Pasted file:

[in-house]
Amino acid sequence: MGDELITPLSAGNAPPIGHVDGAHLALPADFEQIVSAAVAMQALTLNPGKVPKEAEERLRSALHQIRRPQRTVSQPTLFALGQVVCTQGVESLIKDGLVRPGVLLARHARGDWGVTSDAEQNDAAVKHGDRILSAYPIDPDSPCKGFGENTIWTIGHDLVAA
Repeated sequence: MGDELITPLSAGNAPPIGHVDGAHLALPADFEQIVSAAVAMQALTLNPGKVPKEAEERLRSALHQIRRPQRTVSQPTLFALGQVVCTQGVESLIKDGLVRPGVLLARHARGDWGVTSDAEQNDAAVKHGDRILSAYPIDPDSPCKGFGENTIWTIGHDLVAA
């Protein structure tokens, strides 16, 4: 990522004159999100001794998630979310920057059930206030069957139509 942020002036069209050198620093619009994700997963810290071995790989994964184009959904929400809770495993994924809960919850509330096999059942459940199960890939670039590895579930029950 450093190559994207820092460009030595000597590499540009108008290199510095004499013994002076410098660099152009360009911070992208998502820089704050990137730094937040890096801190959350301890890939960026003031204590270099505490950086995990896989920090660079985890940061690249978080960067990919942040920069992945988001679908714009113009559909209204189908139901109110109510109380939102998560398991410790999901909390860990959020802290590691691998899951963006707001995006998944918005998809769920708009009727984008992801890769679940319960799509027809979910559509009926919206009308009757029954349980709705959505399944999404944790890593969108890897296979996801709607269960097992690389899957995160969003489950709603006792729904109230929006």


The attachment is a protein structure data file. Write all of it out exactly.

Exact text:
[in-house]
Amino acid sequence: MGDELITPLSAGNAPPIGHVDGAHLALPADFEQIVSAAVAMQALTLNPGKVPKEAEERLRSALHQIRRPQRTVSQPTLFALGQVVCTQGVESLIKDGLVRPGVLLARHARGDWGVTSDAEQNDAAVKHGDRILSAYPIDPDSPCKGFGENTIWTIGHDLVAA
Repeated sequence: MGDELITPLSAGNAPPIGHVDGAHLALPADFEQIVSAAVAMQALTLNPGKVPKEAEERLRSALHQIRRPQRTVSQPTLFALGQVVCTQGVESLIKDGLVRPGVLLARHARGDWGVTSDAEQNDAAVKHGDRILSAYPIDPDSPCKGFGENTIWTIGHDLVAA
């Protein structure tokens, strides 16, 4: 990522004159999100001794998630979310920057059930206030069957139509 942020002036069209050198620093619009994700997963810290071995790989994964184009959904929400809770495993994924809960919850509330096999059942459940199960890939670039590895579930029950 450093190559994207820092460009030595000597590499540009108008290199510095004499013994002076410098660099152009360009911070992208998502820089704050990137730094937040890096801190959350301890890939960026003031204590270099505490950086995990896989920090660079985890940061690249978080960067990919942040920069992945988001679908714009113009559909209204189908139901109110109510109380939102998560398991410790999901909390860990959020802290590691691998899951963006707001995006998944918005998809769920708009009727984008992801890769679940319960799509027809979910559509009926919206009308009757029954349980709705959505399944999404944790890593969108890897296979996801709607269960097992690389899957995160969003489950709603006792729904109230929006």